After his disappearance from said prison last July 21, without the Cuban authorities informing family members of anything, another rumor started circulating: supposedly, Angel Santiesteban had escaped. In a telephone call that the writer’s son, Eduardo Angel Santiesteban, made to the prison, worried at not knowing anything about his father, a minor official confirmed the rumor. “I don’t know if they did it to scare me, to make me more nervous than I am,” said the 16-year-old, on the Columbian television program, Night, Channel NTN24. In conversations with family and friends he has said that he feels this lie by the regime’s prison officials is a bad sign. Continue reading

The Day the People of Havana Protested in the Streets / Ivan Garcia

1000472_474759539275644_1332749336_n1994 was an amazing year. The fall of the Berlin Wall and the disappearance of the USSR had been the trigger for the beginning in Cuba of the “Special Period in Times of Peace,” an economic crisis which lasted for 25 years.

We returned to  a subsistence economy. The factories shut down as they had no fuel or supplies. Tractors were replaced by oxen. And the power cuts lasted 12 hours a day.

The island entered completely into an era of inflation, shortages and hunger. To eat twice a day was a luxury. Meat, chicken and fish disappeared off the menu. People ate little, and poorly. Malnutrition caused exotic illnesses like beri-beri and optic neuritis. Continue reading

Temperamental Old Coots / Anddy Sierra Alvarez

The issue is not just about winning the argument with the United States. It’s also about a legacy created 55 years ago. Of what use to us are their perspectives, when ambitions fade with the passage of time”

The leaders of Cuba are well past working age. Small changes occur at the hands of his brother, Raúl Castro, another long-lived individual who has lived his life and realized the goals he set for himself. What are his ambitions today?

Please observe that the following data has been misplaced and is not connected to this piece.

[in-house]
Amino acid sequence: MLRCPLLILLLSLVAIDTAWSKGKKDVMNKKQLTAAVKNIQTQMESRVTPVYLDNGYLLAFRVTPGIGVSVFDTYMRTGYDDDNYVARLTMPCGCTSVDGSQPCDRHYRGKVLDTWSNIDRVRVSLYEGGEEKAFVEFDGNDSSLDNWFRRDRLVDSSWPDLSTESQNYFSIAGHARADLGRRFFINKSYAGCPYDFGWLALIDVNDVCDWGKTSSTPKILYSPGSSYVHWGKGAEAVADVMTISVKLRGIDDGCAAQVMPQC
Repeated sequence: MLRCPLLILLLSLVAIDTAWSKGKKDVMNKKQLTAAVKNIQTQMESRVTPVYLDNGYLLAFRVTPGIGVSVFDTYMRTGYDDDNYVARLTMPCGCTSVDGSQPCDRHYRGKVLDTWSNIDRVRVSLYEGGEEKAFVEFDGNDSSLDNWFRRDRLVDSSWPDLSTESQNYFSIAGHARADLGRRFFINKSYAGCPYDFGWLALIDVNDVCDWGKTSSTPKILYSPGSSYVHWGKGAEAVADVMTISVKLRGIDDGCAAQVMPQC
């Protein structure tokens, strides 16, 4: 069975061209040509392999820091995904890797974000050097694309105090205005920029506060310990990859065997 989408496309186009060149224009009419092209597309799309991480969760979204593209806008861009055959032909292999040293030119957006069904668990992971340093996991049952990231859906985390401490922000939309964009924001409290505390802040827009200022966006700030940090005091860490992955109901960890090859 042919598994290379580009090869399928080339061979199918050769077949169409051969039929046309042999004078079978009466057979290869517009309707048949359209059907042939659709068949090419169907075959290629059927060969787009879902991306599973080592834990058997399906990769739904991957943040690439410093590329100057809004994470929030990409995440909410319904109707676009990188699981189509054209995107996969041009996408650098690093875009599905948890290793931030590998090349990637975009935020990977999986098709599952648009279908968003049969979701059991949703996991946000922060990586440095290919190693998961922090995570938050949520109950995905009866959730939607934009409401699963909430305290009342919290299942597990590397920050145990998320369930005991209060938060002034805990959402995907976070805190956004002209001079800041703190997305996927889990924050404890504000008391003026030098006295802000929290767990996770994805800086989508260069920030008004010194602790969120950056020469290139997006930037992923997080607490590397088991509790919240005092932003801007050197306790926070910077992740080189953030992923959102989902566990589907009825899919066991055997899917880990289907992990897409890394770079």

The Cuban desires progress and is at the mercy of old men. Are they perhaps different from others of their age group? As far as I know, an old man does not have the same drive as a young person who is just beginning to face the challenges of the future. Continue reading

Alan Gross: Trapped in a Cold War Tale / Ivan Garcia

Alan Gross (b 1949, NY) before his detention and now.

In the Zamora neighbourhood, next to the Carlos J. Finlay military hospital, in the Marianao Council area, in Eastern Havana, many of the neighbours don’t know anything about the background of Allan Gross, the US contractor, who is stuck there.

It’s a poor district, with little houses, dusty streets and broken pavements. The midday heat finds it deserted. Not even the street dogs can bring themselves to walk over the hot asphalt.

People there take shelter from the mid-day sun inside their houses, or, inside a bare private cafe, put together in a house entrance hall, they talk about the latest TV serial, José Dariel Abreuthe’s 31st home run with the Chicago White Sox, or Barcelona’s next sign-ups.

Around here is where you find out about the latest violent crime which happened the previous night and, if the person you are talking to trusts you, he’ll take you round to the house where one of the neighbours will discreetly sell you some trashy industrial bits and pieces and Chinese cell phones. Continue reading

Fiesta and Funeral / Juan Juan Almeida

Photo taken by Juventud Rebelde

Starting on the morning of Tuesday August 12th, we have the International Youth Day celebrations all over Cuba; but, in view of the fact that, in the words of José Ángel Maury, who is responsible for the UJC (Young Communist League) International Relations, “We have the happy coincidence that it takes place on the eve of the Commander-in-Chief Fidel’s birthday,” the climax will be a huge chorus of Cuban young people and artists singing Happy Birthday Fidel at dawn on August 13th.